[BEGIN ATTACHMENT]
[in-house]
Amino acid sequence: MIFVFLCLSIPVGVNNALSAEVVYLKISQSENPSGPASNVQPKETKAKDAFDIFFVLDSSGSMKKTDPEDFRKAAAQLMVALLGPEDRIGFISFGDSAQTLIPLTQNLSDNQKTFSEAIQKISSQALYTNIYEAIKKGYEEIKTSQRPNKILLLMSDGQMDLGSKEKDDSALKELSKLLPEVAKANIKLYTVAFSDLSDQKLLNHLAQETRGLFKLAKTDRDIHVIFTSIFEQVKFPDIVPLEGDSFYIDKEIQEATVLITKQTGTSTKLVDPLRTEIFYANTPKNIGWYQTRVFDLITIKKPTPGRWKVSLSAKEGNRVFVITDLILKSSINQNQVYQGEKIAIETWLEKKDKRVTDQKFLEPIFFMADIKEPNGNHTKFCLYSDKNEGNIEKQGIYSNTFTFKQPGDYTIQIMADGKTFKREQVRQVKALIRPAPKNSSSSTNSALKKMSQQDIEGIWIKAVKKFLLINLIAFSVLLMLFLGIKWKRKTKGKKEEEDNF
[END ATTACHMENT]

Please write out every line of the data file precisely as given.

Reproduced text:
[in-house]
Amino acid sequence: MIFVFLCLSIPVGVNNALSAEVVYLKISQSENPSGPASNVQPKETKAKDAFDIFFVLDSSGSMKKTDPEDFRKAAAQLMVALLGPEDRIGFISFGDSAQTLIPLTQNLSDNQKTFSEAIQKISSQALYTNIYEAIKKGYEEIKTSQRPNKILLLMSDGQMDLGSKEKDDSALKELSKLLPEVAKANIKLYTVAFSDLSDQKLLNHLAQETRGLFKLAKTDRDIHVIFTSIFEQVKFPDIVPLEGDSFYIDKEIQEATVLITKQTGTSTKLVDPLRTEIFYANTPKNIGWYQTRVFDLITIKKPTPGRWKVSLSAKEGNRVFVITDLILKSSINQNQVYQGEKIAIETWLEKKDKRVTDQKFLEPIFFMADIKEPNGNHTKFCLYSDKNEGNIEKQGIYSNTFTFKQPGDYTIQIMADGKTFKREQVRQVKALIRPAPKNSSSSTNSALKKMSQQDIEGIWIKAVKKFLLINLIAFSVLLMLFLGIKWKRKTKGKKEEEDNF